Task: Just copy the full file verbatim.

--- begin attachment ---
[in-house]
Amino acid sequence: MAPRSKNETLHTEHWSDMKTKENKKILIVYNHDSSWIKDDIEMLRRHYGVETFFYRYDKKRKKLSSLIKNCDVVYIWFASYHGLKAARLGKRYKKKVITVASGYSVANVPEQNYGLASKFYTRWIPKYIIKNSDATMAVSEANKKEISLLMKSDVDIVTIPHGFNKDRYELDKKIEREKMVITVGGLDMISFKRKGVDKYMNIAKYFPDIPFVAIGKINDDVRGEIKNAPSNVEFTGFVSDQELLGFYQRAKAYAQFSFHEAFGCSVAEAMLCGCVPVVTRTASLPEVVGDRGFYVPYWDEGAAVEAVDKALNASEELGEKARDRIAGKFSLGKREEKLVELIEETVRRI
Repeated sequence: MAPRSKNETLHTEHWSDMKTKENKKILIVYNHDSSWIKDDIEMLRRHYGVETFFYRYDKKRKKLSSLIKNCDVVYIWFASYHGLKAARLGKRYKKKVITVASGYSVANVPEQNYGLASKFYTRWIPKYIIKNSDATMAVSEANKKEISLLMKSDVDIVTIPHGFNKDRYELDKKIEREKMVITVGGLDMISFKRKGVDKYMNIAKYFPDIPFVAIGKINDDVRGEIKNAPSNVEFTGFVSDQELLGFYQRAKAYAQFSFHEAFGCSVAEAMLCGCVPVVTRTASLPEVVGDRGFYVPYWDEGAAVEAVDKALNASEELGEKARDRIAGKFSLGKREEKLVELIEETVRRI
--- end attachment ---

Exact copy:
[in-house]
Amino acid sequence: MAPRSKNETLHTEHWSDMKTKENKKILIVYNHDSSWIKDDIEMLRRHYGVETFFYRYDKKRKKLSSLIKNCDVVYIWFASYHGLKAARLGKRYKKKVITVASGYSVANVPEQNYGLASKFYTRWIPKYIIKNSDATMAVSEANKKEISLLMKSDVDIVTIPHGFNKDRYELDKKIEREKMVITVGGLDMISFKRKGVDKYMNIAKYFPDIPFVAIGKINDDVRGEIKNAPSNVEFTGFVSDQELLGFYQRAKAYAQFSFHEAFGCSVAEAMLCGCVPVVTRTASLPEVVGDRGFYVPYWDEGAAVEAVDKALNASEELGEKARDRIAGKFSLGKREEKLVELIEETVRRI
Repeated sequence: MAPRSKNETLHTEHWSDMKTKENKKILIVYNHDSSWIKDDIEMLRRHYGVETFFYRYDKKRKKLSSLIKNCDVVYIWFASYHGLKAARLGKRYKKKVITVASGYSVANVPEQNYGLASKFYTRWIPKYIIKNSDATMAVSEANKKEISLLMKSDVDIVTIPHGFNKDRYELDKKIEREKMVITVGGLDMISFKRKGVDKYMNIAKYFPDIPFVAIGKINDDVRGEIKNAPSNVEFTGFVSDQELLGFYQRAKAYAQFSFHEAFGCSVAEAMLCGCVPVVTRTASLPEVVGDRGFYVPYWDEGAAVEAVDKALNASEELGEKARDRIAGKFSLGKREEKLVELIEETVRRI